Ryan also won the backing of the Republican Study Committee of about 170 conservatives and the centrist Tuesday Group, which includes about 50 lawmakers. Ryan met with all three groups, some of whose memberships overlap.
“He has the policy expertise, conservative principles and strong values we need in our next speaker,” RSC Chairman Bill Flores of Texas said in a statement.
In the debate over increasing the federal debt limit, Republicans want the legislation to include policy language intended to cut government spending, while Democrats and President Barack Obama say the measure must be free of extraneous provisions.
The urgency of acting to raise the debt limit was highlighted by the Treasury Department’s decision Thursday to postpone an auction of two-year notes previously scheduled for early next week. The Treasury said that “due to debt ceiling constraints, there is a risk that Treasury would not be able to settle the two-year note” on Nov. 2.
Besides the debt ceiling, lawmakers also need to replenish the federal highway fund by Oct. 29. Then they must resolve disputes over federal spending by Dec. 11 or risk a government shutdown, something Boehner couldn’t head off in 2013.
Boehner of Ohio announced Sept. 25 that he would leave Congress by the end of October following years of clashes with conservatives who most recently threatened to shut down the government in an effort to defund Planned Parenthood.
A number of Republicans began pressuring Ryan to seek the job after Majority Leader Kevin McCarthy’s Oct. 8 withdrawal from the race to succeed Boehner. Ryan resisted the idea and said this week he didn’t want to spend weekends away from his family.
Known to be interested in running for president, Ryan has spurned past attempts to lure him to the speakership because it’s viewed as a political dead end. James K. Polk is the only House speaker ever to ascend to the presidency, and that was 170 years ago.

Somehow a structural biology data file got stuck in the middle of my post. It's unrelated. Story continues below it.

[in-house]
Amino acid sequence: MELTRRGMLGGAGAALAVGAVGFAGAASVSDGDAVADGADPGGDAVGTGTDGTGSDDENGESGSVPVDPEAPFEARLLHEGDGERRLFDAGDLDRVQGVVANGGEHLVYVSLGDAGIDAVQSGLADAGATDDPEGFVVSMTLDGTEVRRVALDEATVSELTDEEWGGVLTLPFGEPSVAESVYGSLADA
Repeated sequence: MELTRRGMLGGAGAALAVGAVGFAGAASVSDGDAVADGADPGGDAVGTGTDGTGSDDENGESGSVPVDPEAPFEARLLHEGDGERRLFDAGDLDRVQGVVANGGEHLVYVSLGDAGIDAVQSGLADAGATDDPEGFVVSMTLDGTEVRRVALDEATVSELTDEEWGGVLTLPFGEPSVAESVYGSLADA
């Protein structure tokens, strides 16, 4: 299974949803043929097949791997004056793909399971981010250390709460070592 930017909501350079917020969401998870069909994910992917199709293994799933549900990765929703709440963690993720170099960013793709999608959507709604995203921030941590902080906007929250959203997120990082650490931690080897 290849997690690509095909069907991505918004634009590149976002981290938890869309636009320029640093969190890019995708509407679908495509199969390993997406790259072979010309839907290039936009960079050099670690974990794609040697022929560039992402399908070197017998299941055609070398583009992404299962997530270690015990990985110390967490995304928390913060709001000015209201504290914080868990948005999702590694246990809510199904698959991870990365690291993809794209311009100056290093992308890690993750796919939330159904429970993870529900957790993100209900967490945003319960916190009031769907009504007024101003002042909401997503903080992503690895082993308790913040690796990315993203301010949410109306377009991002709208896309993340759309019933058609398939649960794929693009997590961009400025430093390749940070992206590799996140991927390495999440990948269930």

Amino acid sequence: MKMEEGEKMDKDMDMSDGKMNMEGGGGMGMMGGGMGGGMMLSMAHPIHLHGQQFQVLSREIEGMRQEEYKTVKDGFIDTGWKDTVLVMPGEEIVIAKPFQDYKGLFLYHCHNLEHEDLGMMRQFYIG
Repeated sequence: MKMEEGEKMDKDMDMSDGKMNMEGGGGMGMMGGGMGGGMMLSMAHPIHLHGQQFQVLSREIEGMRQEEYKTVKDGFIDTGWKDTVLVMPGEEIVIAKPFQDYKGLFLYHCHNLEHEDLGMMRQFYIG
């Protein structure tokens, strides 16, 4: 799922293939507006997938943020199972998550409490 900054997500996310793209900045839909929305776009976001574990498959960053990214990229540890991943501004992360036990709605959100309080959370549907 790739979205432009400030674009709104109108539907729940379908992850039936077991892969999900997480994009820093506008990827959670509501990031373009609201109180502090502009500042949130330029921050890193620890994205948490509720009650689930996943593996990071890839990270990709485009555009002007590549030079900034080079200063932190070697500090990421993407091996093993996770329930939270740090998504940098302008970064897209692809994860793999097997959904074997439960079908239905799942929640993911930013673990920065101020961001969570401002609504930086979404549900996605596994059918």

While House Democrats stayed out of the Republican leadership battle, Minority Leader Nancy Pelosi of California told reporters, “It’s a good thing to have certainty of electing a speaker.” She said Ryan is a lawmaker who “knows the territory, who knows the issues; that’s helpful.”
Senate Minority Leader Harry Reid, a Nevada Democrat, said Thursday that Ryan is the only House Republican “with real potential to impose a basic modicum of order.” He added, “We need someone to deal with” as the debt limit deadline approaches.
As Budget Committee chairman, Ryan proposed repealing Obamacare, cutting business tax rates, ending the estate tax and consolidating programs for low-income households. He also sought to overhaul Medicare by giving future recipients a fixed amount of money to either buy private insurance or use in Medicare. Democrats say his plans would shred the social safety net.
He also has supported allowing 11 million undocumented immigrants to eventually become U.S. citizens, a stance backed by most Democrats but strongly opposed by most House Republicans.
Ryan told fellow Republicans on Tuesday that he wouldn’t bring a comprehensive immigration bill to the floor while Obama is in office because the matter would be too divisive, said Representative Tim Huelskamp of Kansas. Democrats who support an immigration overhaul, which passed the Senate in a 2013 bipartisan vote, contend it would have enough votes from both parties to pass the House if it were allowed to come to the floor.